Spectacular book — possibly one of the best I’ve read this last year. Made me really “get” some concepts that I knew only peripherally.
This is a coming-of-age story about Xiomara — an Afro-Latina teenager with an intensely religious immigrant mother and a father who is absent even in his presence. She is “unhideable” with “too much body for such a young girl.” And she is a secret poet who puts her thoughts about family, religion, boys, and the place for girls into her poetry.
The story is a novel-in-verse — told in poetry with an overall narrative arc. I was hesitant because I don’t typically enjoy poetry but this was utterly engrossing. The author was able to consistently distill complex thoughts, feelings, and narrative into a concise set of stanzas of great profundity. Told from Xiomara’s point of view, we see depth in the characters — her mami, papi, twin brother, best friend, potential boyfriend, priest, and the teacher who convinced her to join Poetry Club — through their relationship with her. Incredibly engaging and incredibly well-executed. No stereotypes in this book — Xiomara is anything but — she is always “working to be the warrior she wanted to be.” I was surprised to find that I really liked the character of the priest who was culturally bilingual (able to deal simultaneously with Mami’s deeply religious life and Xiomara’s search for her own way) and thus was able to help Xiomara and her mother come to terms with their different priorities and goals.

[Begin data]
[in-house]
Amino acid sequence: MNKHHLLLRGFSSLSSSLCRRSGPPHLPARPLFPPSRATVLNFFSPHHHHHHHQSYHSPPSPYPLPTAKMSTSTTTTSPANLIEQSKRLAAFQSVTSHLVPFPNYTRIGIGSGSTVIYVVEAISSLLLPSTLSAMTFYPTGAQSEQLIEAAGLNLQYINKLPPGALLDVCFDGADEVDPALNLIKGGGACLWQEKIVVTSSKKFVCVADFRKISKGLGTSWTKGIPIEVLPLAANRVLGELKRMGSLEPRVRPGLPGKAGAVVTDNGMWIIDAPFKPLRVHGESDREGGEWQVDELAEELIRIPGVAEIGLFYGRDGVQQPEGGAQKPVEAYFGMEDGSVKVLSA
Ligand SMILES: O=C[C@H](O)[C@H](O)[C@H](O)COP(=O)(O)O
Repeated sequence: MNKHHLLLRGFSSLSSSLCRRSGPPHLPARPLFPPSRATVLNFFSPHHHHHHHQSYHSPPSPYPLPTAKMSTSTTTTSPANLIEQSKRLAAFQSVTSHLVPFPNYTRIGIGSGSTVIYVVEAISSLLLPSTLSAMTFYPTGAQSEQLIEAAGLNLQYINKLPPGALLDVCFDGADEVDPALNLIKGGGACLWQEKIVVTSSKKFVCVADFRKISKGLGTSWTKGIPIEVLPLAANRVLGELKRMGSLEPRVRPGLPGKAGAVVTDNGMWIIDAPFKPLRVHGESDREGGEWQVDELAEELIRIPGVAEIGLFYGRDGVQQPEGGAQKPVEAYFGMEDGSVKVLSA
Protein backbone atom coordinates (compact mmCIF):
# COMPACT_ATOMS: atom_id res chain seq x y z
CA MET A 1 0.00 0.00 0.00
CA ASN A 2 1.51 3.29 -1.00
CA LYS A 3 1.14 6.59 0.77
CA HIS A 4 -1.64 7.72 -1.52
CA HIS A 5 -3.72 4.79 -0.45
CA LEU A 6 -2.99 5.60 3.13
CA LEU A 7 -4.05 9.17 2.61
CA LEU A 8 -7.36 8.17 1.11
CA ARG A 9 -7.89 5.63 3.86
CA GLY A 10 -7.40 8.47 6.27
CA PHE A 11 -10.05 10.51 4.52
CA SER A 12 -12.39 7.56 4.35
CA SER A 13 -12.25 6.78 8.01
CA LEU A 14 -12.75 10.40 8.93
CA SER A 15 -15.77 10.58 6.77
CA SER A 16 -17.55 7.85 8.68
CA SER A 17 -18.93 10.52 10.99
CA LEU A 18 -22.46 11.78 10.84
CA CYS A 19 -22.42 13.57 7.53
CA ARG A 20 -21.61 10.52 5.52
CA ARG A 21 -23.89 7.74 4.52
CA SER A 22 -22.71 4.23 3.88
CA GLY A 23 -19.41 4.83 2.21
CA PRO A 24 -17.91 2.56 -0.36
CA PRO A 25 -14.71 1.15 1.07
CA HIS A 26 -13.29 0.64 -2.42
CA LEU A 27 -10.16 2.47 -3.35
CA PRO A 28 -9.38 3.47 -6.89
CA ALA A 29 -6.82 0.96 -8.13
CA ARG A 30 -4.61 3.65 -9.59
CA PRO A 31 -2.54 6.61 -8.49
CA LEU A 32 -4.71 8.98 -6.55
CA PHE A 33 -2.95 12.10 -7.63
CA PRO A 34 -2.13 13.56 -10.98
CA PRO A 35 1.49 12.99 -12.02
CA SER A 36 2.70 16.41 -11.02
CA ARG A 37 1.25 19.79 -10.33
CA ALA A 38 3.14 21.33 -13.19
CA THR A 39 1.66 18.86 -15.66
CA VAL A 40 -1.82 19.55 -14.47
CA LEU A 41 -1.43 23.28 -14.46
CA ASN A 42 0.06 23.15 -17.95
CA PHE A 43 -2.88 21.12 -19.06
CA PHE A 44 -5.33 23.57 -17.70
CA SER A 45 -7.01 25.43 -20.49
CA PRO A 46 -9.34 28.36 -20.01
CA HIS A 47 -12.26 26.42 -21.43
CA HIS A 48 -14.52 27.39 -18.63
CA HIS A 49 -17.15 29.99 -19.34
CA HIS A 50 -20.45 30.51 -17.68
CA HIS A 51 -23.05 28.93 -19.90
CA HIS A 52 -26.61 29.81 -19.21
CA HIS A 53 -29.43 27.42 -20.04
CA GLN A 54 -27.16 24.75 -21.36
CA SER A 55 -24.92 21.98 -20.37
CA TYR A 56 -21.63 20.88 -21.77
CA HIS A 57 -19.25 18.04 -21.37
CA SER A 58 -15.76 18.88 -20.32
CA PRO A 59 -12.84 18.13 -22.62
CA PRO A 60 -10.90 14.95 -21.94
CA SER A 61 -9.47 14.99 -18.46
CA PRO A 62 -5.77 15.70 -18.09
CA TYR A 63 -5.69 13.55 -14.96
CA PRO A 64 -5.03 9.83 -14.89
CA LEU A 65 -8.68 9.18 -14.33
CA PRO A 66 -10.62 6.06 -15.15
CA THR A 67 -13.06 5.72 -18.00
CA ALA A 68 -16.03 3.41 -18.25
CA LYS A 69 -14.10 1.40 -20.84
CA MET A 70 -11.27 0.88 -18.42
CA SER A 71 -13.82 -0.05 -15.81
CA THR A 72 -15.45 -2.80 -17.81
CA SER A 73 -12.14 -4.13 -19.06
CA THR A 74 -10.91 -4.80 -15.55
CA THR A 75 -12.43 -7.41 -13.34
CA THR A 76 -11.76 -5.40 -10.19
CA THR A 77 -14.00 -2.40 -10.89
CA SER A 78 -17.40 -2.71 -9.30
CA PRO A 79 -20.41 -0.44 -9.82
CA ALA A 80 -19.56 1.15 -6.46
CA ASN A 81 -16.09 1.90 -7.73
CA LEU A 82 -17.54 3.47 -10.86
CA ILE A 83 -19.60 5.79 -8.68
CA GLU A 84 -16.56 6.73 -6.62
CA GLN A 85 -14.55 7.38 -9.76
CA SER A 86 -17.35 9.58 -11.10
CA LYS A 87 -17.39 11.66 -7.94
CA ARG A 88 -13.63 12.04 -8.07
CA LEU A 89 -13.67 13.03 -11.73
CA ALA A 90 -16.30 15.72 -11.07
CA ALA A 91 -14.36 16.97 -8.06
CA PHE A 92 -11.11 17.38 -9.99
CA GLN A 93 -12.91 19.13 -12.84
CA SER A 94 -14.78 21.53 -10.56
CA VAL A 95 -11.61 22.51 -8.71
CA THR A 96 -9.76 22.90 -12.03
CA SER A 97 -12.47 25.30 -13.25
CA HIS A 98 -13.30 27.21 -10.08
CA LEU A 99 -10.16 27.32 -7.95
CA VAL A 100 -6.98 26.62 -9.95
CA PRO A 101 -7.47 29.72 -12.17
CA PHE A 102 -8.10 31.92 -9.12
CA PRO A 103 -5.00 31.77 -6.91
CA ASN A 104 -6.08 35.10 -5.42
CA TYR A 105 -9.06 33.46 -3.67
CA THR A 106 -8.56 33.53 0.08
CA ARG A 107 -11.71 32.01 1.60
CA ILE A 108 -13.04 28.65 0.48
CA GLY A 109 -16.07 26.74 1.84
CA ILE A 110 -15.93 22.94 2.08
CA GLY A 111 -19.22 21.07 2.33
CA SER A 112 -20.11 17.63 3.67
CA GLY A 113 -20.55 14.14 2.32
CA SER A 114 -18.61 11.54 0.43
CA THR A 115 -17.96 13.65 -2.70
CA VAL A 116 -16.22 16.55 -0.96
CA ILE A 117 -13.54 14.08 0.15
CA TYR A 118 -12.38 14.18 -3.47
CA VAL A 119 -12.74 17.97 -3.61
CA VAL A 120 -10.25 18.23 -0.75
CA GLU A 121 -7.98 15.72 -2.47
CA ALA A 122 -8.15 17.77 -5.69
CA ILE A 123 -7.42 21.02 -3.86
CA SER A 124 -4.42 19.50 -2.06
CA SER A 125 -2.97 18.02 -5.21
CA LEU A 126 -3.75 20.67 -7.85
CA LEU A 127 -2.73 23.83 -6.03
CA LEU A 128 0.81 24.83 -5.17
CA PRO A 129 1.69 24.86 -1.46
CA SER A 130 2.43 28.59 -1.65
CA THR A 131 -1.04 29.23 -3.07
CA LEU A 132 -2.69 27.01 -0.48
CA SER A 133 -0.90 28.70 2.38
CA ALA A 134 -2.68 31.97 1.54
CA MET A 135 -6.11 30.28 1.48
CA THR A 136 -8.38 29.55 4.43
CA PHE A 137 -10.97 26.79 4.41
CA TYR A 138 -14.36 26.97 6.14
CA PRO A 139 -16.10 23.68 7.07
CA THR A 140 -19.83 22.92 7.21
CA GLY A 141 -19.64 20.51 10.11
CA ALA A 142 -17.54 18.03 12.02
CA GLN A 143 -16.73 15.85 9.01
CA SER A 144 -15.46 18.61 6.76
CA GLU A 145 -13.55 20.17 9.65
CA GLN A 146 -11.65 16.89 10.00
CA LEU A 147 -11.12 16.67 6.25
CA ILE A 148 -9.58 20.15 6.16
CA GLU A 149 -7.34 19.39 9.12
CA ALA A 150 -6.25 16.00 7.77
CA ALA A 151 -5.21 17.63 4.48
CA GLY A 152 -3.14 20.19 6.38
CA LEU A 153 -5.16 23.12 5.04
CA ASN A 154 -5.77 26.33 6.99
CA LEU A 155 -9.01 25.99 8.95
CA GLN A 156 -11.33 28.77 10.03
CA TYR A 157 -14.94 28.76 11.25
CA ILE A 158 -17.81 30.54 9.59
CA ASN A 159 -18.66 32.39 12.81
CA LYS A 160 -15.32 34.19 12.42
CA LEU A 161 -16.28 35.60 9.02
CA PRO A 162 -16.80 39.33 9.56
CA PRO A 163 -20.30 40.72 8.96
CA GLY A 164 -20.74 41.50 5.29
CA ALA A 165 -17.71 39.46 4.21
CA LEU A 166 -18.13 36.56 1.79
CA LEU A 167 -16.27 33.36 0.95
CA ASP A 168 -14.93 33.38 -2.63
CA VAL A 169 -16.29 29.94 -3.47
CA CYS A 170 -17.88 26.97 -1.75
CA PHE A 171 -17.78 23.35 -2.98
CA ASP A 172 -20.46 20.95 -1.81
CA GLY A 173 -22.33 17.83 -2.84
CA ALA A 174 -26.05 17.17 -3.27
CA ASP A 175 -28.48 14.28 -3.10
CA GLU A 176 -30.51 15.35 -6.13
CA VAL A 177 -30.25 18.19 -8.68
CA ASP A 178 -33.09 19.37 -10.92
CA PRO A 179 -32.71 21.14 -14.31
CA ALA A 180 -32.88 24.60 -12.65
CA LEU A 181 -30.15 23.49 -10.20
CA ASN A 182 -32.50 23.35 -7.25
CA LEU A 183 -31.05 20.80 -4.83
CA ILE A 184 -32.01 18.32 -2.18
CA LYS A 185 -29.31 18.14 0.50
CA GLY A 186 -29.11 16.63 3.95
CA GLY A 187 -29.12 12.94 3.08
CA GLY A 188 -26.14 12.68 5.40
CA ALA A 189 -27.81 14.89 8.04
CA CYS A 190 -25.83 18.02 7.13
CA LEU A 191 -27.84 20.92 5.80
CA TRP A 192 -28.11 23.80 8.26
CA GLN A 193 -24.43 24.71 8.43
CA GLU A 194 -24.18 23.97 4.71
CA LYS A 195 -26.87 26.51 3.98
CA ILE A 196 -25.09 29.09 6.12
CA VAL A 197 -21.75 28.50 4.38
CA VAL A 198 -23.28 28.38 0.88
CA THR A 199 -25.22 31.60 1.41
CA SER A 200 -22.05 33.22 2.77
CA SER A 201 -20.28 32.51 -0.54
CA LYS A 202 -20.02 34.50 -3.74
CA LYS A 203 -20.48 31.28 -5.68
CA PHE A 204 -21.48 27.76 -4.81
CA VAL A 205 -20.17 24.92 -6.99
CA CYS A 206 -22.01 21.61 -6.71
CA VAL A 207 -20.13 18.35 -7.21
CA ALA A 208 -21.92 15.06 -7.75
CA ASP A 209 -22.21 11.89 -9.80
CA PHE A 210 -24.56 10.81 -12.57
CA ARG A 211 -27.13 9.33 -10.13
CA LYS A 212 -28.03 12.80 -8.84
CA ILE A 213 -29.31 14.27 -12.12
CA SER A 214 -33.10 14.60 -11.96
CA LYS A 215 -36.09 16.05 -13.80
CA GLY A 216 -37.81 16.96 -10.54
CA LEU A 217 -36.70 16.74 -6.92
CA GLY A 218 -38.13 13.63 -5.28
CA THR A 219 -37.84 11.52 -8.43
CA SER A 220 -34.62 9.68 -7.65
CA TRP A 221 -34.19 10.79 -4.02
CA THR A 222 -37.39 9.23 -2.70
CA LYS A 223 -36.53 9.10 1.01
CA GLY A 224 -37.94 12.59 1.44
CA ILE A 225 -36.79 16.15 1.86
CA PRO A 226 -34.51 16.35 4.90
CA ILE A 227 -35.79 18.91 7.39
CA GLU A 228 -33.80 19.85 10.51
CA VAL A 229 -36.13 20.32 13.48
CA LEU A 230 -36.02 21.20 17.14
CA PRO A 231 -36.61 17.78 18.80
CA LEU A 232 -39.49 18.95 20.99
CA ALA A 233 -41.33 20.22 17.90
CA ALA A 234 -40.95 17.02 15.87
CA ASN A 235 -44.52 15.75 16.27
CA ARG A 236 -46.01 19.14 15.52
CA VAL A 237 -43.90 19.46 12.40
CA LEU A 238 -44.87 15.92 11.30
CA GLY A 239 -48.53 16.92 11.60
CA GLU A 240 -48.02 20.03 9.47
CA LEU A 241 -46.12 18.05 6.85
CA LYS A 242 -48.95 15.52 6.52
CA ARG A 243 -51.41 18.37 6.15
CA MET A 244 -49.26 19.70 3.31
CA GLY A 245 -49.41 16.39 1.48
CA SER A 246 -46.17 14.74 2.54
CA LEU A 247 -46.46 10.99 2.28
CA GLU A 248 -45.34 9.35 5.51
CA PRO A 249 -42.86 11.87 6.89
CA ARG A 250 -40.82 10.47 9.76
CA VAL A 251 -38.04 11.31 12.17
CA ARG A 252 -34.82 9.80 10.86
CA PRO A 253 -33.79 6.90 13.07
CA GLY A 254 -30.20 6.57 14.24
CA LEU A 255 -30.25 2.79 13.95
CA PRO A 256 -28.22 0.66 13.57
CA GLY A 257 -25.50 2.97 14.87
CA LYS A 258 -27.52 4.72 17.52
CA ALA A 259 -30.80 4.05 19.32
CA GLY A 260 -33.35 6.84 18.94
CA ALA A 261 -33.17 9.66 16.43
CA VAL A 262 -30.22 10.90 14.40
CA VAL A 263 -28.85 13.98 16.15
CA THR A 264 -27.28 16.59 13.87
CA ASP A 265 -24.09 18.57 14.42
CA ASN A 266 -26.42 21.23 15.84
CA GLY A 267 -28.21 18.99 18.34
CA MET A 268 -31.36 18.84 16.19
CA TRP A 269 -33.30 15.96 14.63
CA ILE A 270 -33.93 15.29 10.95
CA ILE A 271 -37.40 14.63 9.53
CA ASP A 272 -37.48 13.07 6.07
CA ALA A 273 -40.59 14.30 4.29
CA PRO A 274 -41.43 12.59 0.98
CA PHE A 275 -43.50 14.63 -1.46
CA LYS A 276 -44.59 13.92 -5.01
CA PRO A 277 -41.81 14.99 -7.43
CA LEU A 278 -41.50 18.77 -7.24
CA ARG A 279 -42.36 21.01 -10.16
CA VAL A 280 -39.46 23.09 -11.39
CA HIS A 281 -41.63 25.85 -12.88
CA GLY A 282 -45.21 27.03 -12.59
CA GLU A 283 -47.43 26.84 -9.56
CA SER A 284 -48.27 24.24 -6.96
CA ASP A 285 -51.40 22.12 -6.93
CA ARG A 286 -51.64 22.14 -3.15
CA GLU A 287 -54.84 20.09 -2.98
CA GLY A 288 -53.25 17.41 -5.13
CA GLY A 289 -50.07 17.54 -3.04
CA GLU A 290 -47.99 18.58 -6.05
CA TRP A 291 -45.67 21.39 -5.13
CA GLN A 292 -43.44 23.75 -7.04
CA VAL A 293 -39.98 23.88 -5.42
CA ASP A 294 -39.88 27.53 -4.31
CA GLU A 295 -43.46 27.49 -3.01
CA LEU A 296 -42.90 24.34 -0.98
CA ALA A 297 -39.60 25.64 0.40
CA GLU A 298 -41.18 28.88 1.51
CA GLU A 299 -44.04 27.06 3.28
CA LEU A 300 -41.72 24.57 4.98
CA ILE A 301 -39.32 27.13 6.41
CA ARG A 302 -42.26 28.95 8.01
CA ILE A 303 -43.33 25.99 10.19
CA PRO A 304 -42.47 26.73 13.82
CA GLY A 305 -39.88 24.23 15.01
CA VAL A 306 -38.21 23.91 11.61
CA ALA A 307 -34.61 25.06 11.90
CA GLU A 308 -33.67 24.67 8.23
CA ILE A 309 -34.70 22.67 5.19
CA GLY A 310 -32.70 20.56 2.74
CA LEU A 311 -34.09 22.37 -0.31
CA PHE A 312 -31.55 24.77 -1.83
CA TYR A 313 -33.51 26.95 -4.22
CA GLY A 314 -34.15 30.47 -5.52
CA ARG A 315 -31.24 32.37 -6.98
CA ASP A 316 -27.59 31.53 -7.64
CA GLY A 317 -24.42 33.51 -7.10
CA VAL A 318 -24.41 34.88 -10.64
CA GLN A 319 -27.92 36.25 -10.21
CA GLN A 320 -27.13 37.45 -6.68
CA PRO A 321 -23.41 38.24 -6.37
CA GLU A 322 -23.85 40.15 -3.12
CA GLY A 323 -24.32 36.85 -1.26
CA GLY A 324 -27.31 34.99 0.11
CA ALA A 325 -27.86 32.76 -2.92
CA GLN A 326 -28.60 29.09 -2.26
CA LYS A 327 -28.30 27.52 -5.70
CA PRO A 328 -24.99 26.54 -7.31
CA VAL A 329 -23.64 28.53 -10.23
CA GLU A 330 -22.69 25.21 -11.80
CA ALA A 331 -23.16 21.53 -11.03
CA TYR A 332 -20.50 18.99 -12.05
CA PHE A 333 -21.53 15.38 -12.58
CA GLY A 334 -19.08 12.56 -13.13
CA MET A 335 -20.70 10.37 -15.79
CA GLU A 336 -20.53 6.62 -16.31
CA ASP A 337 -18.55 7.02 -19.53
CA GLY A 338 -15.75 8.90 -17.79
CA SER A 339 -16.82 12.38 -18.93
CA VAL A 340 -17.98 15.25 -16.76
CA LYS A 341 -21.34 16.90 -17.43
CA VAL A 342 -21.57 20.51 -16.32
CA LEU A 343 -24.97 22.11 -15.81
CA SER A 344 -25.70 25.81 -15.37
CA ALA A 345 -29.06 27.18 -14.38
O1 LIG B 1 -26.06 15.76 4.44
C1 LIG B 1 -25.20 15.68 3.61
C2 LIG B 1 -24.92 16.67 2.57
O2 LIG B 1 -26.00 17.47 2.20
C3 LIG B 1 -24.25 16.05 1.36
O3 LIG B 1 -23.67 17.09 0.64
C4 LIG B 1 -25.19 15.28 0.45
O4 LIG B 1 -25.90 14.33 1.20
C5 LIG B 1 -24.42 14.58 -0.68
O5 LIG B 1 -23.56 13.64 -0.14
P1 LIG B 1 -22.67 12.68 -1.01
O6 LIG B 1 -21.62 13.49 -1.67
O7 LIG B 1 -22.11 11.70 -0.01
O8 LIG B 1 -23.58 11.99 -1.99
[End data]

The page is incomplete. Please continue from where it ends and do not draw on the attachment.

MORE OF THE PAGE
I’ve put some of my favorite quotes below — additionally, I absolutely loved the whole of the “Church Mass” poem on page 58-59.
“The world is almost peaceful
when you stop trying
to understand it.”
“But everyone else just wants me to do:
Mami wants me to be her proper young lady.
Papi wants me to be ignorable and silent.
Twin and Caridad want me to be good so I don’t attract attention.
God just wants me to behave so I can earn being alive.”
“How your lips are staples that pierce me quick and hard.”